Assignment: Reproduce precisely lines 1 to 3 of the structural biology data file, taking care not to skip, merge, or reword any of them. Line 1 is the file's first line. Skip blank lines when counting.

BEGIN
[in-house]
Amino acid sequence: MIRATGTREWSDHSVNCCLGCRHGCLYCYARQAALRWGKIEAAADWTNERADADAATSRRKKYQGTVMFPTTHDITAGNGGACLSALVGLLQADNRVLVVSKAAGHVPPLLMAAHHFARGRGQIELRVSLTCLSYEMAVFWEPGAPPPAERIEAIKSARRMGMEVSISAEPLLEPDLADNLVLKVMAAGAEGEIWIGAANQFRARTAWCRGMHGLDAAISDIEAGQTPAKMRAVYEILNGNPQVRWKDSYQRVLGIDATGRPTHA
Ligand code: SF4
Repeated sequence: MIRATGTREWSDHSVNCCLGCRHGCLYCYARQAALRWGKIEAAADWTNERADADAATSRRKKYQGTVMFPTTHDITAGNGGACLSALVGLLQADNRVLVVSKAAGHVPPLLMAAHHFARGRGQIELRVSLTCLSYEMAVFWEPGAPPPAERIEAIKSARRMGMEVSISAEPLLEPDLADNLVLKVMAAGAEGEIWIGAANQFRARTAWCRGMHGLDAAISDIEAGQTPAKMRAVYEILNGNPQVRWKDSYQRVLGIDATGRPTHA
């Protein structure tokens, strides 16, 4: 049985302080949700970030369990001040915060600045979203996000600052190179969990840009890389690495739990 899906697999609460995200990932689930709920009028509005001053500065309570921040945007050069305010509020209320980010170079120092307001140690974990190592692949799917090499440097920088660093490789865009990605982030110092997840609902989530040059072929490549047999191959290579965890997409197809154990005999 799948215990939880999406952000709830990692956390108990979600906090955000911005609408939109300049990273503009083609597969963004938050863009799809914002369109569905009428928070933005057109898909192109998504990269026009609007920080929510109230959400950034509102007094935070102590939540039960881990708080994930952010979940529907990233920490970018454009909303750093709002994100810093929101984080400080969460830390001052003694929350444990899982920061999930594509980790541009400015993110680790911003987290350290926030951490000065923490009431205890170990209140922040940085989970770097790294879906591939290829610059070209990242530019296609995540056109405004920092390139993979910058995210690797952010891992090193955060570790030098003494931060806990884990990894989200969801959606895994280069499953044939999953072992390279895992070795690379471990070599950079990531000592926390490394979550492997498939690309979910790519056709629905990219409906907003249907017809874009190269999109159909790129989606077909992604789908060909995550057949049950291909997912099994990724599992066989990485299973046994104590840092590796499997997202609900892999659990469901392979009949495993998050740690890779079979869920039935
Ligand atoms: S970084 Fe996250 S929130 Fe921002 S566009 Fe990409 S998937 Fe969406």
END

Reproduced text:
[in-house]
Amino acid sequence: MIRATGTREWSDHSVNCCLGCRHGCLYCYARQAALRWGKIEAAADWTNERADADAATSRRKKYQGTVMFPTTHDITAGNGGACLSALVGLLQADNRVLVVSKAAGHVPPLLMAAHHFARGRGQIELRVSLTCLSYEMAVFWEPGAPPPAERIEAIKSARRMGMEVSISAEPLLEPDLADNLVLKVMAAGAEGEIWIGAANQFRARTAWCRGMHGLDAAISDIEAGQTPAKMRAVYEILNGNPQVRWKDSYQRVLGIDATGRPTHA
Ligand code: SF4